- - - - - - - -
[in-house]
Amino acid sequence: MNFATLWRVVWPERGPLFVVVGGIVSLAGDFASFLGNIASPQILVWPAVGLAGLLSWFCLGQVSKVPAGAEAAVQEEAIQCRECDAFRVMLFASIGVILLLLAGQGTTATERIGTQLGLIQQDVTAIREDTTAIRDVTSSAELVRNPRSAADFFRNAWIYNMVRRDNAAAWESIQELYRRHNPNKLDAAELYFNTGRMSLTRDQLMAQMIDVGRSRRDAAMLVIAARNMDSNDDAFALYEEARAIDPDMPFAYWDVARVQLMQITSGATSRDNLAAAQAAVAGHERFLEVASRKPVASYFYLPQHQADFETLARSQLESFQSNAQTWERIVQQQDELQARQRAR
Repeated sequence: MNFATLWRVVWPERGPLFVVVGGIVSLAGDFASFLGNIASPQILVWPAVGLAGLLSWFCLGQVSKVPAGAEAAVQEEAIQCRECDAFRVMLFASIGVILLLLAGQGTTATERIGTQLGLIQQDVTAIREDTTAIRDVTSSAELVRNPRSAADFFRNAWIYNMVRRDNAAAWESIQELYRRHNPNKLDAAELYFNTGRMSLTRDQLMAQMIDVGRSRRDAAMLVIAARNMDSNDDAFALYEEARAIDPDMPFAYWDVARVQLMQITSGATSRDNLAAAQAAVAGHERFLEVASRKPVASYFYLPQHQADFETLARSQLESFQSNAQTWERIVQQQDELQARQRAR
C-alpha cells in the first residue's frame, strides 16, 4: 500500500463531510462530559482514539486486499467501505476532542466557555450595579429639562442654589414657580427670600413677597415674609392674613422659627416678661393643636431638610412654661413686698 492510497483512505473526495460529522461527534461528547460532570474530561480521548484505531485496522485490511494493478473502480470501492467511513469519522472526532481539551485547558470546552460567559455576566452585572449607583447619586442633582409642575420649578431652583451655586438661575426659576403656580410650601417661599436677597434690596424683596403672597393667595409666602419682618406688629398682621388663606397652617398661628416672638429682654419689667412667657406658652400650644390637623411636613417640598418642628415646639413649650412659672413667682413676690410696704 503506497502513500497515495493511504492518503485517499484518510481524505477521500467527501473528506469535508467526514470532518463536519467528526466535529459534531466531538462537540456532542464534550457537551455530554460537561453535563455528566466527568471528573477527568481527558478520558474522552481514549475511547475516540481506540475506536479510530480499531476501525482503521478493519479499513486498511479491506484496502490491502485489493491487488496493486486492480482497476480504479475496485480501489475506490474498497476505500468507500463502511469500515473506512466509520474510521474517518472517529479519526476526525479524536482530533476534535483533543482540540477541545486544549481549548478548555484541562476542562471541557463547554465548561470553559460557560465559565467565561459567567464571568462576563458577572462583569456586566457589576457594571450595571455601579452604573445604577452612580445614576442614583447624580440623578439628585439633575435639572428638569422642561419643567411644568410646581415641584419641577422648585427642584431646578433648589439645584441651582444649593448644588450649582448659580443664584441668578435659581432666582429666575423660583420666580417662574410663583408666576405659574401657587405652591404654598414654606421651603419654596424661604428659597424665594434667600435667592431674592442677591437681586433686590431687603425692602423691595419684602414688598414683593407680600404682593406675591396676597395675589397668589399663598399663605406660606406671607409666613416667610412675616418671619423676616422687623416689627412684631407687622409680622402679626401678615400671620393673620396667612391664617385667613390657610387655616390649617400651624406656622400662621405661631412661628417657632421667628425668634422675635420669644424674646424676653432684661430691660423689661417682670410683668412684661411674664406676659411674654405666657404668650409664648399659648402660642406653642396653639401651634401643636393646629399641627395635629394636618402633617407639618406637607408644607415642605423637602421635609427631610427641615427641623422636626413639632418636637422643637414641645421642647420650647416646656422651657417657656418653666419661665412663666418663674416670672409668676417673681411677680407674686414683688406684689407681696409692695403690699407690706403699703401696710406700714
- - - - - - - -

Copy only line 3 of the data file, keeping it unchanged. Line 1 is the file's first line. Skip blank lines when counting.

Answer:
Repeated sequence: MNFATLWRVVWPERGPLFVVVGGIVSLAGDFASFLGNIASPQILVWPAVGLAGLLSWFCLGQVSKVPAGAEAAVQEEAIQCRECDAFRVMLFASIGVILLLLAGQGTTATERIGTQLGLIQQDVTAIREDTTAIRDVTSSAELVRNPRSAADFFRNAWIYNMVRRDNAAAWESIQELYRRHNPNKLDAAELYFNTGRMSLTRDQLMAQMIDVGRSRRDAAMLVIAARNMDSNDDAFALYEEARAIDPDMPFAYWDVARVQLMQITSGATSRDNLAAAQAAVAGHERFLEVASRKPVASYFYLPQHQADFETLARSQLESFQSNAQTWERIVQQQDELQARQRAR